One of my fondest memories growing up was family dinners. Every night we sat down and ate dinner together – all six of us. No matter if any of us had the best or worst day at school or work, we would stop to share food together. It wasn’t simply eating dinner together that was remarkable, it was what my parents did with this opportunity of having us all together. They created a positive and nurturing environment while modeling priceless life skills: love, social skills, and healthy eating habits. Although there were many times I wished our family was one of the “cool” families that ate dinner in front of the TV, now as an adult and parent I recognize the importance of having family meals. Don’t get me wrong, our family dinners were far from perfect. Sometimes they were disasters, but they did provide important messages.
Messages you can provide through family dinners:
“All you need is love”
– By cooking a healthy, homemade meal you are showing your child love. Very simply, by fueling your child’s brain and body with nutrition necessary for healthy growth and development, you demonstrate your love for that child.
– You can encourage your child to help you with the meals. Make this experience positive and fun by giving them “hands-on” activities like kneading the dough, squeezing oranges, or mashing potatoes. Chances are, if you make it fun, you will always have a helping hand in the kitchen. Additionally, your child gains competency by mastering these new skills of cooking.
– Children love rituals. Rituals give them feelings of safety and security. As we encourage bedtime rituals, we can encourage eating rituals. Eating meals as a family 5 nights a week is a ritual in itself, but the ritual can include the things we do during these meals: holding hands and giving thanks before eating, raising glasses in a toast, or eating certain meals on certain days. What is your family’s eating rituals?
– Pleasurable conversation should be encouraged. There are plenty of other times to talk about grades, homework, chores, or misbehavior. All conversation does not have to be positive though. Dinner also creates an opportunity to talk about serious issues such as the health of a loved one or a current event.
– By sitting down and taking the time to eat as a family, without interruption, you are sending your child the message, “You are important to me. I want to spend time with you and hear what you have to say.” Even if you have just had an argument before dinner, you can model to your child forgiveness and not dwelling on issues. You are modeling emotional regulation for your child and the message of love is still very clear.
“The value of conversation”
– Ask questions to engage your children in the conversation. If you ask, “How was school today?”, chances are you will hear “Fine.” But if you ask, “What was the best thing that happened at school today?” or, “If you could change one thing about today, what would it be?” you are opening the door for much more conversation.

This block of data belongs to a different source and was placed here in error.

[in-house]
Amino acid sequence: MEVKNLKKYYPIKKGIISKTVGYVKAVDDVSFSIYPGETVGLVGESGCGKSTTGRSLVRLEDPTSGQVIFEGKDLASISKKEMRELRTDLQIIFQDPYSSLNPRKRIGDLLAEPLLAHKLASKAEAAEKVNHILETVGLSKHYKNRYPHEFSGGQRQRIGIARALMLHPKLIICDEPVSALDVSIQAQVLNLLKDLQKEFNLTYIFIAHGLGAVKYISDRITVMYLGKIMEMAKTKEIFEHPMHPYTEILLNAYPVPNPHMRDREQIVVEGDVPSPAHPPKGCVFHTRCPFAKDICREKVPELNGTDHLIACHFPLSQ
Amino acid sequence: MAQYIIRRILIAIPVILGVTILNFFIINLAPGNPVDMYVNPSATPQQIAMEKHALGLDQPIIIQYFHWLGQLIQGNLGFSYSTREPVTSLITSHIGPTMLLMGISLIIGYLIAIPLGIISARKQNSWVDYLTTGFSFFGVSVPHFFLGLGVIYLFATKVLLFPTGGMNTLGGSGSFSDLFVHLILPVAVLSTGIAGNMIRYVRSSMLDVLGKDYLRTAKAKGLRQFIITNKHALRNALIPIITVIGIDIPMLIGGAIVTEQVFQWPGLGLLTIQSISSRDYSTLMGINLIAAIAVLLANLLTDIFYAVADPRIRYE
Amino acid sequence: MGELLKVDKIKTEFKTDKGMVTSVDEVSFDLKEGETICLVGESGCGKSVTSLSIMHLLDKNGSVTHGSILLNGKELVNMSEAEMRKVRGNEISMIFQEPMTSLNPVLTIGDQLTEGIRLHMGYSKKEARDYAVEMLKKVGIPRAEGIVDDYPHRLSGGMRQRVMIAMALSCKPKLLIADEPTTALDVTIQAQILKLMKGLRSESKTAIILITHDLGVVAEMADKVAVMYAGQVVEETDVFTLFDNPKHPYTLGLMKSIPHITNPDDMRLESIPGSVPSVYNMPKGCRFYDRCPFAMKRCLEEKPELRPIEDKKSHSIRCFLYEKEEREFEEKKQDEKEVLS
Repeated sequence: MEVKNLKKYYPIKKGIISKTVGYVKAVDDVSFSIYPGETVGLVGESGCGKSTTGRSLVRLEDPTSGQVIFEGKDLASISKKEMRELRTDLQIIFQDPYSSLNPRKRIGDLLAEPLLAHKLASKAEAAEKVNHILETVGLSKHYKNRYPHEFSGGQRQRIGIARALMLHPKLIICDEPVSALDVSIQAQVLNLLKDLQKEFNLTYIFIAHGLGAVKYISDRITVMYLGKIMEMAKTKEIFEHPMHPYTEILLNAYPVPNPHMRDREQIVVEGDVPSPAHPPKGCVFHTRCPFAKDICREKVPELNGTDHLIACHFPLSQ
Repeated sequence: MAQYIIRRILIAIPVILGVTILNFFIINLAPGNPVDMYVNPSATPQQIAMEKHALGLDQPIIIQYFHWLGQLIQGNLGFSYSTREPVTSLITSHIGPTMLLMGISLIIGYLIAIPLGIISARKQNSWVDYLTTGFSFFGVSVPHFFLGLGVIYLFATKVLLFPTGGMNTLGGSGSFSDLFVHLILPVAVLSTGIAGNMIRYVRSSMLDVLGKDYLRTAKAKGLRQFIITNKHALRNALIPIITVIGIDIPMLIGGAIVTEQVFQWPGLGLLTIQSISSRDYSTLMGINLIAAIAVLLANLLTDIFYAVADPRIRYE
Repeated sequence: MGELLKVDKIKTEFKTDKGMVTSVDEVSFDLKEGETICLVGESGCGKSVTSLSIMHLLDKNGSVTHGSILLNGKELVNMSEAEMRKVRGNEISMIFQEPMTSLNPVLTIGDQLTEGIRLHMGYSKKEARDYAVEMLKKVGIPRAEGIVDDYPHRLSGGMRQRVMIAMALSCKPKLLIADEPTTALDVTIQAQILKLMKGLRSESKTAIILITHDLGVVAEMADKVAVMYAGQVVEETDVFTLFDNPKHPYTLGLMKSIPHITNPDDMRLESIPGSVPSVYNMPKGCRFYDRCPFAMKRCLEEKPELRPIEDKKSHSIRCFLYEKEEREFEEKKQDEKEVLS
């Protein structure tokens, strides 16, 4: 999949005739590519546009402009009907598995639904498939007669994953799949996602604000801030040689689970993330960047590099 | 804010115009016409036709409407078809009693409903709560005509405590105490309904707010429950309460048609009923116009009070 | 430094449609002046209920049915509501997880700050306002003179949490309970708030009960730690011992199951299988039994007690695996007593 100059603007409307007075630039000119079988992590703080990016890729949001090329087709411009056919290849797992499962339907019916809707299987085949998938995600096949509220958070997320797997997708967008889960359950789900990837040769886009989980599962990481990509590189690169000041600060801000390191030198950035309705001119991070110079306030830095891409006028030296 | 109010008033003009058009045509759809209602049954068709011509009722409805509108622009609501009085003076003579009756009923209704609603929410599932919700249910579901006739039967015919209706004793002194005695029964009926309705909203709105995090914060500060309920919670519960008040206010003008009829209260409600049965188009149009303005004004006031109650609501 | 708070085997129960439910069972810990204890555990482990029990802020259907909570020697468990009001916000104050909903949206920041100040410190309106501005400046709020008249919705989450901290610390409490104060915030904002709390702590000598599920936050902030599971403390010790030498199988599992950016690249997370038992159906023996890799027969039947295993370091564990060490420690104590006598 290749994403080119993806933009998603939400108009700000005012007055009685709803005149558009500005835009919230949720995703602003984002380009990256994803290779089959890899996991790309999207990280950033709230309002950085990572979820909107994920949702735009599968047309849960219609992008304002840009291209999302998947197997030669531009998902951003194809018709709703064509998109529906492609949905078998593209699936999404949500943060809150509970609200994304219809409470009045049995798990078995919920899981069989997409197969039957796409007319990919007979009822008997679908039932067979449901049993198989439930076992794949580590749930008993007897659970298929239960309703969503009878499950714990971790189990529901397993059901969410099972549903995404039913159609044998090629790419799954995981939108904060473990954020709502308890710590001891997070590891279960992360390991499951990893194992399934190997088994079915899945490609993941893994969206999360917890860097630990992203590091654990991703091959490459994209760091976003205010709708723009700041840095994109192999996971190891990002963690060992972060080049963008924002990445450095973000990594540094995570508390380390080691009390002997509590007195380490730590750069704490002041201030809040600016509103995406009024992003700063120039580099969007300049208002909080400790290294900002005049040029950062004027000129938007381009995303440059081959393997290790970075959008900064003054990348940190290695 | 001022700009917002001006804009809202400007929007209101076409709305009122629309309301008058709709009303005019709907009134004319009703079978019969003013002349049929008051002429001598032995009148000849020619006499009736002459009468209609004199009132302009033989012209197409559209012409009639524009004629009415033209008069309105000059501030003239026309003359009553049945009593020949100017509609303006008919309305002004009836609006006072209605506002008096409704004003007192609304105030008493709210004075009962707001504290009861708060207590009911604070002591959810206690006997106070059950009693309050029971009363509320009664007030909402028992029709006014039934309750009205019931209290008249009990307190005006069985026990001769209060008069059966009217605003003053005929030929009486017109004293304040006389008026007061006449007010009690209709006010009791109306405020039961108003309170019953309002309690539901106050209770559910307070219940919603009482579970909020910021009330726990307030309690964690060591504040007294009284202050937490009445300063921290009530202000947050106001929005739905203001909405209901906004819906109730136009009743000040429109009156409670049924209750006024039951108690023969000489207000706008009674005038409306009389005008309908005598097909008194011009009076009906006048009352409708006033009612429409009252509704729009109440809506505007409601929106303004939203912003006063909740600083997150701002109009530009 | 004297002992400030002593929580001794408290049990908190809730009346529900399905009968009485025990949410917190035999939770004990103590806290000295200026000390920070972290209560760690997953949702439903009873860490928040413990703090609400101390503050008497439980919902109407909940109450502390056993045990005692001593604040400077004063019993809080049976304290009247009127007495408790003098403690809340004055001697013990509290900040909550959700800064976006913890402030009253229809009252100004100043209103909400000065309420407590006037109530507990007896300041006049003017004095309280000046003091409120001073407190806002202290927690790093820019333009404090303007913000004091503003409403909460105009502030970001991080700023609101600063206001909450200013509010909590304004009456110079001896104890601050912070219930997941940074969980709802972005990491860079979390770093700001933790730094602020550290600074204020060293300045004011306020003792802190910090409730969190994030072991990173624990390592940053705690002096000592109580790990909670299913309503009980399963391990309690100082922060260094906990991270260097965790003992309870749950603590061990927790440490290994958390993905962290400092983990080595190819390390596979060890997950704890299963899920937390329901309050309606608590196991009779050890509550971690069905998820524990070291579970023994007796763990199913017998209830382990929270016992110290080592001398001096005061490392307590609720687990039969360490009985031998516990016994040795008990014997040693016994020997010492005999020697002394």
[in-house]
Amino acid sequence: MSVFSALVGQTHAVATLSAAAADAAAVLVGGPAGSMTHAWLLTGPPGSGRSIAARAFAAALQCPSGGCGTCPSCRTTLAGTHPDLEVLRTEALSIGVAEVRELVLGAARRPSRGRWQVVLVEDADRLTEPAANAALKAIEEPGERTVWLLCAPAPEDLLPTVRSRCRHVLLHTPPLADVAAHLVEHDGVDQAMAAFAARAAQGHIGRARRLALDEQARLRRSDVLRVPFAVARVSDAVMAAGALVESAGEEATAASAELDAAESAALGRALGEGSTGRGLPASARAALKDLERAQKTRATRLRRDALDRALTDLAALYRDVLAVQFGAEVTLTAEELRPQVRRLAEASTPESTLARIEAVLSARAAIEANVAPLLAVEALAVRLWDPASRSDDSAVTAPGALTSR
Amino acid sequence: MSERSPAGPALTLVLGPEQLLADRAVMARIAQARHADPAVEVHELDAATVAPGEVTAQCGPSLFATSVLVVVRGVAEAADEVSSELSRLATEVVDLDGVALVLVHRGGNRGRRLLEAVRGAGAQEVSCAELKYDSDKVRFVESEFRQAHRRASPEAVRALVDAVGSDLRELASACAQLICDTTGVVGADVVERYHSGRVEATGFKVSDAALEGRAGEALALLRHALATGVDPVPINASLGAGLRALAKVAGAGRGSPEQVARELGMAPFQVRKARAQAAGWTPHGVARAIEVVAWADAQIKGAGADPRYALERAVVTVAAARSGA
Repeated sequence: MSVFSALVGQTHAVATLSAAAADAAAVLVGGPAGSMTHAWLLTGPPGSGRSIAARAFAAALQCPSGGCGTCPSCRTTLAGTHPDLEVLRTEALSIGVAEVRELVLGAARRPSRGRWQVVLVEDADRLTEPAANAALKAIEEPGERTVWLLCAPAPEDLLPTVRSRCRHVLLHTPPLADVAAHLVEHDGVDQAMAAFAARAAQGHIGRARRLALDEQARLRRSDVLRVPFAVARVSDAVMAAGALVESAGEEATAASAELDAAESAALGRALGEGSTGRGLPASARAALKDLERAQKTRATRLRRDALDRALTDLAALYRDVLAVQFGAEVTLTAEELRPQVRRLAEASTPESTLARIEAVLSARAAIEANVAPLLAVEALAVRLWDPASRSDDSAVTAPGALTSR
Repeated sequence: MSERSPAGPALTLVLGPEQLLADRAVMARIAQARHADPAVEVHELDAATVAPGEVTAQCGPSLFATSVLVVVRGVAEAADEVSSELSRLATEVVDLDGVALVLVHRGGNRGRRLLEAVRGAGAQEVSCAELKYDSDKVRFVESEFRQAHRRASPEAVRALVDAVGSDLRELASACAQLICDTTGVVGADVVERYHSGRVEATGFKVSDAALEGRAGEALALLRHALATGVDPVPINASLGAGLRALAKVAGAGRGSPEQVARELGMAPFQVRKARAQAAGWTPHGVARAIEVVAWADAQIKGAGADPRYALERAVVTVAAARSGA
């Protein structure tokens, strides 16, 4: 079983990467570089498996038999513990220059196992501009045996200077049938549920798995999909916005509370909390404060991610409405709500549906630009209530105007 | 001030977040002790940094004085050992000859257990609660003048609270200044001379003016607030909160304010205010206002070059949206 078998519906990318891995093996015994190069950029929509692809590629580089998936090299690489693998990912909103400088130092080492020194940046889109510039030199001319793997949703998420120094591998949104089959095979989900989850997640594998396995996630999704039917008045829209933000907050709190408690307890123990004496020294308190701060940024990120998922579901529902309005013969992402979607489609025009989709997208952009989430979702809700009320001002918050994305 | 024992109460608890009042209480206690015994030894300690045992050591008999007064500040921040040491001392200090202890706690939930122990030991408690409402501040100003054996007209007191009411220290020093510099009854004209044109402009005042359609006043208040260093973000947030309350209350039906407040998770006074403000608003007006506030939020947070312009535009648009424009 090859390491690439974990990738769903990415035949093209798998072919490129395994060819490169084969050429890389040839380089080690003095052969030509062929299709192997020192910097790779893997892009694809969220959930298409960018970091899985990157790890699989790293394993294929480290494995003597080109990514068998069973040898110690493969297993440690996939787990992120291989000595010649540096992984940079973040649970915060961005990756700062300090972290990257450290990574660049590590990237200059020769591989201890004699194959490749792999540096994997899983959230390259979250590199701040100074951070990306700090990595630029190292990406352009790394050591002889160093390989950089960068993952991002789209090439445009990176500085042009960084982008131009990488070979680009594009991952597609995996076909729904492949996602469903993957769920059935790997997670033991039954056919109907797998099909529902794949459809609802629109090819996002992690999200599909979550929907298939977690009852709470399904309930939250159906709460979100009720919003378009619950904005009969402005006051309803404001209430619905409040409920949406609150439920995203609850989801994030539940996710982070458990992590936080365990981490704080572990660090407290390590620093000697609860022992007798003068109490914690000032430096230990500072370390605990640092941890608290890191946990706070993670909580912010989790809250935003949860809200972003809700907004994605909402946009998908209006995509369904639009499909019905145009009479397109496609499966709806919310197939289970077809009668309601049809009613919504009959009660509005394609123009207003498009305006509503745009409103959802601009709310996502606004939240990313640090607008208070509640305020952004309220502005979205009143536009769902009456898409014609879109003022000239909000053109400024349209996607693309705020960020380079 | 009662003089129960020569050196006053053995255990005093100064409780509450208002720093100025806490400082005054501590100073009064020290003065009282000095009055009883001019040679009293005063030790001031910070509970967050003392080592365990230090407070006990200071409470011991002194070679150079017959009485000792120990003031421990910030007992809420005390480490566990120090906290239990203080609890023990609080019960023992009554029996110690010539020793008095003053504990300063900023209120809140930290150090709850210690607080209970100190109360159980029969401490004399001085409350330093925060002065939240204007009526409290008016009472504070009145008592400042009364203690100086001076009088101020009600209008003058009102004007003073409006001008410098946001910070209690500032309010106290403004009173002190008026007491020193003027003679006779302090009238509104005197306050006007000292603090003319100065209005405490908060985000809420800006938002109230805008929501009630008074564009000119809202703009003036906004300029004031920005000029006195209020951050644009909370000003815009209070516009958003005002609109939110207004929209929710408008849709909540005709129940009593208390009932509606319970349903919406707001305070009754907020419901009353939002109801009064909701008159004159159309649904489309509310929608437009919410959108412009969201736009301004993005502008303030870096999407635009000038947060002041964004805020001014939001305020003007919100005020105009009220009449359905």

– Share about your own day. Tell about your own successes and failures. It is important for children to know that nobody is perfect and we can all learn from our experiences.
– How do you know someone is listening? Eye contact, head nods, responding. Call out good behavior when you see it. “Wow, I could really tell you were listening to what Margaret had to say.” Or “I love how you are sharing about your day and then listened to hear about other people’s days.”
– It is important to take turns and make sure everyone is having an opportunity to talk. If one person is dominating the conversation, the parents need to step in and address the concern. “Thank you for sharing so many exciting things about your day, but we haven’t heard from John, and we want to hear what he has to say.”
– Parents are in charge of making sure everyone is being respectful during the meal. If someone is not, it is important to gently call them on the process, have them take responsibility for their actions and apologize. For example, “Judy, that is not respectful of your brother. Please apologize. Thank you.” Then move on and enjoy each other. Don’t dwell on the misbehavior.
– All family members should not have a cell/blackberry/etc anywhere near the table during the family meal. Do not respond to calls, texts, or emails. How do we expect our kids to put their phones away if we won’t put ours away?
“An apple a day”
– Kids generally eat what they are served, so it is helpful to establish healthy eating habits at a young age. This includes limiting sweets and desserts.
– Having conversation while eating helps everyone eat more slowly so everyone is less likely to overeat.
– Talk with your kids about being aware of how their stomachs feel. Are they full? Just right? Still hungry? Listening to the messages your body is sending you about nourishment is important and helping your child gain the self-awareness to recognize these messages is vital in establishing a healthy lifestyle.
Family dinners create an opportunity to show love, approval, and forgiveness. Additionally, it gives a chance to improve communication among family members. These dinners won’t always work, but don’t become discouraged. Your children will remember if you were genuine in your attempts, not if you made a mistake. What would you like to see happen at your family dinners?
On a personal note, I would like to thank my parents for all of the love, time, and patience they put into our family dinners. My parents enjoyed hearing that I was writing a blog about family dinners. They had memories of our wonderful and disastrous dinners. It is funny because all I remember was the love.
–Posted by Liz Martinich